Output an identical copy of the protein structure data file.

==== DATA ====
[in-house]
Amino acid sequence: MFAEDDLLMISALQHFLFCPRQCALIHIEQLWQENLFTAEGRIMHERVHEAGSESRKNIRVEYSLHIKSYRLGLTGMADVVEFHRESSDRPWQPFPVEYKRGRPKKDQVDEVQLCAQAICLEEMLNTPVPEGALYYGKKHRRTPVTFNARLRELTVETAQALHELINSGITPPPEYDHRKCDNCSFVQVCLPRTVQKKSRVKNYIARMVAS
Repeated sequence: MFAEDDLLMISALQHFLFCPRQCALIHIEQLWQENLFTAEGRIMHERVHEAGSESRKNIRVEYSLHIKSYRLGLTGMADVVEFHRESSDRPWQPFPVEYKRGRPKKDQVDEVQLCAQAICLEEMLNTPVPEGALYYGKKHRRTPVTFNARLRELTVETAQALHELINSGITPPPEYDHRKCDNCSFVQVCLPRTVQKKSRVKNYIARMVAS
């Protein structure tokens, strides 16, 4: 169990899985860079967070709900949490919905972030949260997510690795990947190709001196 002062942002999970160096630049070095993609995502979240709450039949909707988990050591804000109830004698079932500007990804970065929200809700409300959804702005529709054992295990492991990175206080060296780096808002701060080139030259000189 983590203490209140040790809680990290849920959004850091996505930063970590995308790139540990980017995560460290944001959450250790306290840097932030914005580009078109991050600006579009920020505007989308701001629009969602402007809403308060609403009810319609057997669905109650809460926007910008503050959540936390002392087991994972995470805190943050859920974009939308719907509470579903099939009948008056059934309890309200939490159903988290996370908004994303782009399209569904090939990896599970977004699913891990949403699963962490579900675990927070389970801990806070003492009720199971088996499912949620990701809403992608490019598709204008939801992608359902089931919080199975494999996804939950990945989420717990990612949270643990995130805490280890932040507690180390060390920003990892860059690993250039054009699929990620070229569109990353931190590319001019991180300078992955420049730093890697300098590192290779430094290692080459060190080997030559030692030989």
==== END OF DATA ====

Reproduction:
[in-house]
Amino acid sequence: MFAEDDLLMISALQHFLFCPRQCALIHIEQLWQENLFTAEGRIMHERVHEAGSESRKNIRVEYSLHIKSYRLGLTGMADVVEFHRESSDRPWQPFPVEYKRGRPKKDQVDEVQLCAQAICLEEMLNTPVPEGALYYGKKHRRTPVTFNARLRELTVETAQALHELINSGITPPPEYDHRKCDNCSFVQVCLPRTVQKKSRVKNYIARMVAS
Repeated sequence: MFAEDDLLMISALQHFLFCPRQCALIHIEQLWQENLFTAEGRIMHERVHEAGSESRKNIRVEYSLHIKSYRLGLTGMADVVEFHRESSDRPWQPFPVEYKRGRPKKDQVDEVQLCAQAICLEEMLNTPVPEGALYYGKKHRRTPVTFNARLRELTVETAQALHELINSGITPPPEYDHRKCDNCSFVQVCLPRTVQKKSRVKNYIARMVAS
């Protein structure tokens, strides 16, 4: 169990899985860079967070709900949490919905972030949260997510690795990947190709001196 002062942002999970160096630049070095993609995502979240709450039949909707988990050591804000109830004698079932500007990804970065929200809700409300959804702005529709054992295990492991990175206080060296780096808002701060080139030259000189 983590203490209140040790809680990290849920959004850091996505930063970590995308790139540990980017995560460290944001959450250790306290840097932030914005580009078109991050600006579009920020505007989308701001629009969602402007809403308060609403009810319609057997669905109650809460926007910008503050959540936390002392087991994972995470805190943050859920974009939308719907509470579903099939009948008056059934309890309200939490159903988290996370908004994303782009399209569904090939990896599970977004699913891990949403699963962490579900675990927070389970801990806070003492009720199971088996499912949620990701809403992608490019598709204008939801992608359902089931919080199975494999996804939950990945989420717990990612949270643990995130805490280890932040507690180390060390920003990892860059690993250039054009699929990620070229569109990353931190590319001019991180300078992955420049730093890697300098590192290779430094290692080459060190080997030559030692030989």